MC Hammer and Vanilla Ice Are Case Studies in Selling ’90s Nostalgia


When it comes to television indulgences, I quickly morph into a middle aged housewife. A day with nothing to do is best spent laid out on the couch, with my TV permanently on HGTV. I’m always amazed at how many places around the world are still cheaper to live than New York when I watch House Hunters International; I literally laugh out loud at the antics of Chip and Joanna Gaines on the Texas based Fixer Upper. My alter ego loves watching people renovate and fix their homes on shows that are edited to be as family friendly as possible. So imagine my surprise the first time I saw a commercial for Vanilla Ice’s home renovation show on HGTV’s sister network, DIY Network. Vanilla Ice in his fitted cap and dark shades, with his tattooed friends in tank tops behind him, undoubtedly looked exactly like the marketing team wanted him to: a rapper and his crew ready to flip a house. Now as I mentioned, I like my home shows of the cheesy, wholesome variety so the concept of the Vanilla Ice Project was a little to rogue for me. But every time I would see promo for upcoming episodes, I was reminded that nostalgia is an extremely useful marketing tactic and it keeps figures like Vanilla Ice with a job.

It is undoubtedly the juxtaposed components of his identity — part middle aged white guy, part popular rapper — that makes Vanilla Ice so bankable. He’s not a regular dad. He’s a cool dad. The show is wrapping up it’s 6th season this month. Since 2010, in addition to his show, Vanilla Ice has been a figure skating contestant on Dancing on Ice, the British, on ice version of Dancing with the Stars; he’s released a book on how to be successful in real estate; he’s played roles in at least three films; he made a stage debut as Captain Hook in the Chatham Central Theatre pantomime production of Peter Pan; he was called upon to do a concert in celebration of a new roller coaster called the Mr. Freeze Reverse Blast, how fitting; and in 2013 he did this weird experimental reality TV thing where he immersed himself in Amish culture. He also toured alongside New Kids on the Block, Boyz II Men, and another hustling-the-90’s tycoon, MC Hammer.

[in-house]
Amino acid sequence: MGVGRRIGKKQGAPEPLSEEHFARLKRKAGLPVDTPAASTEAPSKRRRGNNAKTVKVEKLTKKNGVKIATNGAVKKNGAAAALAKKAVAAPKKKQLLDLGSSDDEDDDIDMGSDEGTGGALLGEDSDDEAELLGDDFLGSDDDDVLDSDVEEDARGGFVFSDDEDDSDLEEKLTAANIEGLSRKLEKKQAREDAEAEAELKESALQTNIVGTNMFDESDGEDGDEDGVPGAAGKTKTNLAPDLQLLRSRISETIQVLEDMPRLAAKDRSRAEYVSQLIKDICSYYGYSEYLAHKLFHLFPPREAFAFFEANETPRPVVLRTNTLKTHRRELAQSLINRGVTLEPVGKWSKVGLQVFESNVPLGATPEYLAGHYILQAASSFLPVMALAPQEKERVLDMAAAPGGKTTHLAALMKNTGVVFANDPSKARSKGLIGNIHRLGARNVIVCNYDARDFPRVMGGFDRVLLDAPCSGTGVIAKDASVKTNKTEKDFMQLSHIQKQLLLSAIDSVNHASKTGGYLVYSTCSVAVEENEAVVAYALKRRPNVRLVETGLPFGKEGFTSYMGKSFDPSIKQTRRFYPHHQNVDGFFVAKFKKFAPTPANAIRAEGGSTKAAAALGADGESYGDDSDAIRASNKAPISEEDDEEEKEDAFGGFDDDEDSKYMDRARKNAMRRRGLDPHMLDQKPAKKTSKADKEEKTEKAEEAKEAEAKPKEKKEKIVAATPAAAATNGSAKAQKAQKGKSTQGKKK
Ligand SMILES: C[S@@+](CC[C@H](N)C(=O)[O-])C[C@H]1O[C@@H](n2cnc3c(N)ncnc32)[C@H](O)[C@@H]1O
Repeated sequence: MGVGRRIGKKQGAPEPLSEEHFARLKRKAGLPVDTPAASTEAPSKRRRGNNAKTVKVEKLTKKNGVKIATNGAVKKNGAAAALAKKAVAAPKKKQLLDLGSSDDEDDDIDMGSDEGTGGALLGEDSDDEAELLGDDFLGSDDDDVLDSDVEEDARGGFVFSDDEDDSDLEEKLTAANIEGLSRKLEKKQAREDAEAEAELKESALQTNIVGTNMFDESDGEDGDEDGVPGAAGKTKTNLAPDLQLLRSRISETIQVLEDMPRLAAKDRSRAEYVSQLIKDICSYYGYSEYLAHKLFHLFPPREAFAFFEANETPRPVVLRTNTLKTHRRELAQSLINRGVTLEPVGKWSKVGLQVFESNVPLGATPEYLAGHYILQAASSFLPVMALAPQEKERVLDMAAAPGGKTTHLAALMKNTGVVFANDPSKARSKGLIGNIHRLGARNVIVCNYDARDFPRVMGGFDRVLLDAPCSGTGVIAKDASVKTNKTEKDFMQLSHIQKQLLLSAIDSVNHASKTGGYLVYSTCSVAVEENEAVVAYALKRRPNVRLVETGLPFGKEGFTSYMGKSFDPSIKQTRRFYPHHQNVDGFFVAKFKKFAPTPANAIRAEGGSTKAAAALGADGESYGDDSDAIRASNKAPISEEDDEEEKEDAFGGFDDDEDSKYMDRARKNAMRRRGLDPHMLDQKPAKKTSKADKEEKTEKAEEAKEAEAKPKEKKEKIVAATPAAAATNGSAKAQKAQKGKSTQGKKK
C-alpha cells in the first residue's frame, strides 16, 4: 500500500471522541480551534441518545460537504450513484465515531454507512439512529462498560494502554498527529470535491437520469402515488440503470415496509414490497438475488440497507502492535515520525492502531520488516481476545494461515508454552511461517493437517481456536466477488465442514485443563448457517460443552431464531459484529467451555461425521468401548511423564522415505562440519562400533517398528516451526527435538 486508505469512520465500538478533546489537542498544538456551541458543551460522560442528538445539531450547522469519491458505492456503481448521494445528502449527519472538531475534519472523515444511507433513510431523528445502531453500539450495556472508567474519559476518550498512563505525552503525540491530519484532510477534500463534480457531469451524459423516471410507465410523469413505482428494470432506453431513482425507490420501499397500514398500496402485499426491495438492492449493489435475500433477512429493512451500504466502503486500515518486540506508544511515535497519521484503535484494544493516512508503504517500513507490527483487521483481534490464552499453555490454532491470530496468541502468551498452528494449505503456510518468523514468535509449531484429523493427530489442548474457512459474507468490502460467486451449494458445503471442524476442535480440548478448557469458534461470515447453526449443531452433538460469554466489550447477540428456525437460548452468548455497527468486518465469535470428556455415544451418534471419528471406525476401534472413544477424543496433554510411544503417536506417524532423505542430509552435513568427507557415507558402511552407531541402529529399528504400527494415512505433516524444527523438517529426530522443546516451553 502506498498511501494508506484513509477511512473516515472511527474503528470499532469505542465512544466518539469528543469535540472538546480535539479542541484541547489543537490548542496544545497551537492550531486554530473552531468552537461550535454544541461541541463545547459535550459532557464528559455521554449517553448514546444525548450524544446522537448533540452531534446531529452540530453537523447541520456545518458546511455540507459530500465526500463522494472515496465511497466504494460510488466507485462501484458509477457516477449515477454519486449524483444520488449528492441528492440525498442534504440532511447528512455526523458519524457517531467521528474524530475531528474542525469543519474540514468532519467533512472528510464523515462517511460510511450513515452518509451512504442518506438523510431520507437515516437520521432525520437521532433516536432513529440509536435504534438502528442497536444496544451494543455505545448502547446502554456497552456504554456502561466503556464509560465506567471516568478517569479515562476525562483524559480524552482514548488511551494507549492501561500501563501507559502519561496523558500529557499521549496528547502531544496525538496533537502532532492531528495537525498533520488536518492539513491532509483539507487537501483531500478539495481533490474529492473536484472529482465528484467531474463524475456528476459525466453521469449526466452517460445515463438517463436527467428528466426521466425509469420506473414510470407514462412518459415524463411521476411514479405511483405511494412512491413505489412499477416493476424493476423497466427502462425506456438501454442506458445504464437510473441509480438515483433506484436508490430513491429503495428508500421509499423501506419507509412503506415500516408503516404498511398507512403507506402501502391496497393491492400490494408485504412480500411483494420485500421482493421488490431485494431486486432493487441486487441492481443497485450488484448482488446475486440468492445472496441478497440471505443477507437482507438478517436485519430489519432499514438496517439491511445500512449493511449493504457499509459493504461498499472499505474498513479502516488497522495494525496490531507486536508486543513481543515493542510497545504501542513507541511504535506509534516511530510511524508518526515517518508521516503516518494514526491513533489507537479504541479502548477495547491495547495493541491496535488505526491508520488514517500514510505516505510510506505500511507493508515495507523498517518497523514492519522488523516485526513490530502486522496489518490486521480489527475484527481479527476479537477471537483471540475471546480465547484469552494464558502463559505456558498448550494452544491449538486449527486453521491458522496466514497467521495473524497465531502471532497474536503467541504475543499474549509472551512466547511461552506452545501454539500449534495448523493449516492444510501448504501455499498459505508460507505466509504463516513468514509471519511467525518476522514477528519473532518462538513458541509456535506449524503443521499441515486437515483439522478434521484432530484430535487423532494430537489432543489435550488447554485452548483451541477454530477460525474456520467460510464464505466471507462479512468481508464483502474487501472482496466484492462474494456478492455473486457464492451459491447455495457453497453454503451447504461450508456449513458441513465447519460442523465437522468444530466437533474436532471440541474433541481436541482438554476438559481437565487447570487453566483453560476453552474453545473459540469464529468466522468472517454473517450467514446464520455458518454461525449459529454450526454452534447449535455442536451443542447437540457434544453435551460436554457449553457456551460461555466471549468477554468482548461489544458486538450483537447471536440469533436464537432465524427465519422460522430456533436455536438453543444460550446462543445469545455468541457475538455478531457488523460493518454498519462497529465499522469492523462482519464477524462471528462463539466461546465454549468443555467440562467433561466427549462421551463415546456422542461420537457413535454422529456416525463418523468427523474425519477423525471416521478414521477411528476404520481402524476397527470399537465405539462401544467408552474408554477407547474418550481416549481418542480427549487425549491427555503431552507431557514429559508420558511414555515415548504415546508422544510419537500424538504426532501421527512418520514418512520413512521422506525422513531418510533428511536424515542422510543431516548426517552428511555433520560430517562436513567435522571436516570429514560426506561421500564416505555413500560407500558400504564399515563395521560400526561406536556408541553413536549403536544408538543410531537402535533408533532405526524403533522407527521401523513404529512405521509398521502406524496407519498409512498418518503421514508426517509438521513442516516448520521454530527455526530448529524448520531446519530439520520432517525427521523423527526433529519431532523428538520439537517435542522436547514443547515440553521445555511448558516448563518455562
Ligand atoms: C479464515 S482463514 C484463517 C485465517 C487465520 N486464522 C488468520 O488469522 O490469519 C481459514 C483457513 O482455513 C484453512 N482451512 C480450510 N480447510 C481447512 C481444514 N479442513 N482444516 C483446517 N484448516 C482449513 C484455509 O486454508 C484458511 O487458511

Responsible for timeless hits like “2 Legit 2 Quit” and “U Can’t Touch This,” super low crotch pants, and the infamous typewriter dance, MC Hammer is a gold mine of regurgitated pop culture. Hammer’s story is full of the stuff that could have buried his legacy not long after it was established: bankruptcy, lawsuits, declining album sales, and even a little run in with the law. But his early affinity for spandex, nor his unfortunate financial woes during the 90s, would stop him from becoming something of a mogul in business and tech. He was one of the first celebrities to seriously dive into online media as a means of expanding his personal brand, and has lectured at Stanford and Harvard on the various uses of social media. Hammer has invested in no less than a dozen tech startups and has been a staple in Silicon Valley for over a decade. But these moves have mostly flown under the radar, and it’s his face appearing in commercials for Nationwide, and most recently, he has signed on to a new campaign with 3M Command Strips where he draws on the pun of his stage name to convince buyers to use the company’s alternative to hammers and nails. And in a partnership with real estate website Trulia, MC Hammer appears in a custom music video about their prospective home. On the website for this feature, MC Hammer is in a full b-boy stance complete with his signature gold chain (with a house pendant no less), sunglasses, and a bedazzled bandana.

The flood of endorsement deals, partnerships, and television ventures thrown to Hammer and Vanilla Ice make sense, considering their markets. The group with the fondest memories of these artists are now in their mid late 30s. They are the ones buying and renovating homes, taking insurance seriously, and they’re mature enough to not want the walls in their homes ruined. There is a juxtaposition created when using the iconicity of these artists to sell such serious stuff. While there is an undeniable air of corny sentimentality about the whole idea, it works over and over again. While youngsters on the internet are reaching back to the 90’s to give themselves an air of maturity, the 90’s nostalgia advertising trend reminds the folks who are now being forced to dive headfirst into the rather dull monotony of life’s responsibilities of the things that make them feel young and cool again.